That such a person as Jesus Christ existed, and that he was crucified, which was the mode of execution at that day, are historical relations strictly within the limits of probability. He preached most excellent morality, and the equality of man; but he preached also against the corruptions and avarice of the Jewish priests, and this brought upon him the hatred and vengeance of the whole order of priest-hood. The accusation which those priests brought against him was that of sedition and conspiracy against the Roman government, to which the Jews were then subject and tributary; and it is not improbable that the Roman government might have some secret apprehension of the effects of his doctrine as well as the Jewish priests; neither is it improbable that Jesus Christ had in contemplation the delivery of the Jewish nation from the bondage of the Romans. Between the two, however, this virtuous reformer and revolutionist lost his life.
This leaves very little doubt that Paine believed in a real, human Jesus who lived in first century Palestine, who built a following and was put to death, but who also rejected all of the religious mythology that had been built upon those slim facts and turned into a religion. This is identical to the SP on the matter among non-Christian historians today. It certainly is not Jesus mythicism.
The second quote at the beginning of the article is from Jefferson:
“…the day will come when the mystical generation of Jesus, by the supreme being as his father in the womb of a virgin will be classed with the fable of the generation of Minerva in the brain of Jupiter.”
Again, the quote is authentic. It comes from one of the remarkable series of letters written between Jefferson and John Adams in the 13 years before they died (on the same day, July 4, 1826). But it does not indicate mythicism at all, especially in light of the many other statements Jefferson made on the subject in his private letters. Jefferson was a unitarian, as was Adams. They both believed the trinity to be utter nonsense that no intelligent man could believe. That does not mean that they did not think an actual Jesus existed. Thus Jefferson’s famous letter to Benjamin Rush, which was combined with a document he had put together that he titled “Syllabus of an Estimate of the Merit of the Doctrines of Jesus.” It later became known as the Jefferson Bible. To Rush, he said:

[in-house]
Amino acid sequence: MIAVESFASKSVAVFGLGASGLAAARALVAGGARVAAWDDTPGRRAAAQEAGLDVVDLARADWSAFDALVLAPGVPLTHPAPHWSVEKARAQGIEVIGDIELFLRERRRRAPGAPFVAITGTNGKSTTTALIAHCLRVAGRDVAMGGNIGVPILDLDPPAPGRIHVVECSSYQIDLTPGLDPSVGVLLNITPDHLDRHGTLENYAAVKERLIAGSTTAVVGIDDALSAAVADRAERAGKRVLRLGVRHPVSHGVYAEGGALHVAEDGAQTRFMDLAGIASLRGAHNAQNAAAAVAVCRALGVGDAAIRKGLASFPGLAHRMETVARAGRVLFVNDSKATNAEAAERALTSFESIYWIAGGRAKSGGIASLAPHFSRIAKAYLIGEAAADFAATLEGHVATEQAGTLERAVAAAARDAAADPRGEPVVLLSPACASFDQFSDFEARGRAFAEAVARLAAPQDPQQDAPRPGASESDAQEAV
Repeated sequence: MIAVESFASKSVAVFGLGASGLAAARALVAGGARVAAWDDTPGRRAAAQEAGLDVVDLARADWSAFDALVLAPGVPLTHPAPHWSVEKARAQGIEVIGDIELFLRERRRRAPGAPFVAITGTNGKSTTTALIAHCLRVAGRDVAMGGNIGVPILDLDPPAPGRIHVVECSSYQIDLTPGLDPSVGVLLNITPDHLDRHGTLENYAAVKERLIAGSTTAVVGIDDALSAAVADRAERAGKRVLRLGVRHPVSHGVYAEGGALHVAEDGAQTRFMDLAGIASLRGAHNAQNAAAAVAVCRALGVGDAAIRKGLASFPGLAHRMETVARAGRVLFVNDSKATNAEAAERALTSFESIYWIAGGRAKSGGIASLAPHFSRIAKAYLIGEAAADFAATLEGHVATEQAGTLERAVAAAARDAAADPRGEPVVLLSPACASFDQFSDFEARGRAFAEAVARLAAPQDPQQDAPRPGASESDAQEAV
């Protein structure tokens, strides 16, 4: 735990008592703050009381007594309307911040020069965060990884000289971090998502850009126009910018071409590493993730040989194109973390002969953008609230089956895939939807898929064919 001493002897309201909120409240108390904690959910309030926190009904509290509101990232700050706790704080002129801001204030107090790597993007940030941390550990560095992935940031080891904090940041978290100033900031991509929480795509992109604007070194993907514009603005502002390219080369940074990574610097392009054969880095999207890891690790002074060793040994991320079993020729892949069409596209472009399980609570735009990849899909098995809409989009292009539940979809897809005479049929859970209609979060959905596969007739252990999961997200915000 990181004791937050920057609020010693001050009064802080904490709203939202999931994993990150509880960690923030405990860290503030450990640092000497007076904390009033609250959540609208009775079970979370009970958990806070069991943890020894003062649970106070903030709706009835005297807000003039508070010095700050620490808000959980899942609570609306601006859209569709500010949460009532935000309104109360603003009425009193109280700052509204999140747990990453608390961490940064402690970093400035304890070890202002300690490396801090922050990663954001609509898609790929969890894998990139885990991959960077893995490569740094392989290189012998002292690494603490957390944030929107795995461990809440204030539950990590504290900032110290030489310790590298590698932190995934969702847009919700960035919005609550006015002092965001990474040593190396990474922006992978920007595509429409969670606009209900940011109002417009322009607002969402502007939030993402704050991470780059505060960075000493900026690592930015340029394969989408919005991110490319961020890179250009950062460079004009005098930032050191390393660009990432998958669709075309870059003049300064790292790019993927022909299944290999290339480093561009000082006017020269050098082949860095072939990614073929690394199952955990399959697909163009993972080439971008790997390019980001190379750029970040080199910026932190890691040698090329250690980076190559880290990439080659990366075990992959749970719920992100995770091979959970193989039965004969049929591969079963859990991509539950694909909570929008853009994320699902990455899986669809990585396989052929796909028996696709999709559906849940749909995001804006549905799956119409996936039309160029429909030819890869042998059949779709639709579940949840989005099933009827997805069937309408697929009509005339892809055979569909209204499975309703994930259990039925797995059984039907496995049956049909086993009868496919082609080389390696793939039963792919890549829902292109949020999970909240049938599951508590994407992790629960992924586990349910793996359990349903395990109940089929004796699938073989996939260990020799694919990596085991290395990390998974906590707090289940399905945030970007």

To the corruptions of Christianity I am indeed opposed; but not to the genuine precepts of Jesus himself. I am a Christian, in the only sense he wished any one to be; sincerely attached to his doctrines, in preference to all others; ascribing to himself every human excellence; & believing he never claimed any other.
In this state of things among the Jews, Jesus appeared. His parentage was obscure; his condition poor; his education null; his natural endowments great; his life correct and innocent. He was meek, benevolent, patient, firm, disinterested, and of the sublimest eloquence…
They have been still more disfigured by the corruptions of schismatizing followers, who have found an interest in sophisticating and perverting the simple doctrines he taught, by engrafting on them the mysticisms of a Grecian Sophist (Plato), frittering them into subtilties and obscuring them with jargon, until they have caused good men to reject the whole in disgust, and to view Jesus himself as an impostor. Notwithstanding these disadvantages, a system of morals is presented to us which, if filled up in the true style and spirit of the rich fragments he left us, would be the most perfect and sublime that has ever been taught by man. The question of his being a member of the Godhead, or in direct communication with it, claimed for him by some of his followers, and denied by others, is foreign to the present view, which is merely an estimate of the intrinsic merits of his doctrines.
At this point, it would be folly to assert that Jefferson did not believe in a real, human Jesus who was the basis for Christianity. And the case Murdock makes is astonishingly weak. The argument boils down to this: Jefferson and Washington knew a man, Count Volney, who was a mythicist. Seriously, that’s about all she has.